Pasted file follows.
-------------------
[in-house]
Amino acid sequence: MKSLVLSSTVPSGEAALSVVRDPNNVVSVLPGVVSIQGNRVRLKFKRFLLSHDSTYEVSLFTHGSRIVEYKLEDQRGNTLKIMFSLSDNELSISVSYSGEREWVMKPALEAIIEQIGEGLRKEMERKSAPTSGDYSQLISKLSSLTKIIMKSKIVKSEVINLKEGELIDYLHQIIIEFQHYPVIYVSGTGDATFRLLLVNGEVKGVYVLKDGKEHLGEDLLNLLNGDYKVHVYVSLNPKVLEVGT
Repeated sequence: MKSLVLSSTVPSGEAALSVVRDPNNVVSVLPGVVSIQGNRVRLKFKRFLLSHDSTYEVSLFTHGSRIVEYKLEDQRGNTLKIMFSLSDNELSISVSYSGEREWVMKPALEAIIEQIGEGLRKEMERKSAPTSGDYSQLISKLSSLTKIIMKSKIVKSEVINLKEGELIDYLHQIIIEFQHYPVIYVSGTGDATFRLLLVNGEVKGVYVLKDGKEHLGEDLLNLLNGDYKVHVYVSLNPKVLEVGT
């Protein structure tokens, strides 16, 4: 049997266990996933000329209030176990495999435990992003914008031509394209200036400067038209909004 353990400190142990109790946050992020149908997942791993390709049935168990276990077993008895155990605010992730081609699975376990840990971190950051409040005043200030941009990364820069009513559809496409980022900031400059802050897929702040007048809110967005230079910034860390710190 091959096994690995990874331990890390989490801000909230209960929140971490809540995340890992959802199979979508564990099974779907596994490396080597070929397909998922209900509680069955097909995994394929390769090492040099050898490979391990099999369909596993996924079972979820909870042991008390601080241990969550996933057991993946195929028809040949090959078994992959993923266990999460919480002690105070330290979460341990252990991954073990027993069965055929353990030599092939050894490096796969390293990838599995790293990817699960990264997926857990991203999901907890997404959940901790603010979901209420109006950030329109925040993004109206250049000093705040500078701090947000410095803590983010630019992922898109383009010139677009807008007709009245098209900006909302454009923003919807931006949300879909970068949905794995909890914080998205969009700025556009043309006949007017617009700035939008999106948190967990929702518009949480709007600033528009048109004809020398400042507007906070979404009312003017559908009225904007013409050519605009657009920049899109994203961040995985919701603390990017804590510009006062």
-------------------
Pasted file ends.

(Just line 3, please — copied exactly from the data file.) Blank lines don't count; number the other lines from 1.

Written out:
Repeated sequence: MKSLVLSSTVPSGEAALSVVRDPNNVVSVLPGVVSIQGNRVRLKFKRFLLSHDSTYEVSLFTHGSRIVEYKLEDQRGNTLKIMFSLSDNELSISVSYSGEREWVMKPALEAIIEQIGEGLRKEMERKSAPTSGDYSQLISKLSSLTKIIMKSKIVKSEVINLKEGELIDYLHQIIIEFQHYPVIYVSGTGDATFRLLLVNGEVKGVYVLKDGKEHLGEDLLNLLNGDYKVHVYVSLNPKVLEVGT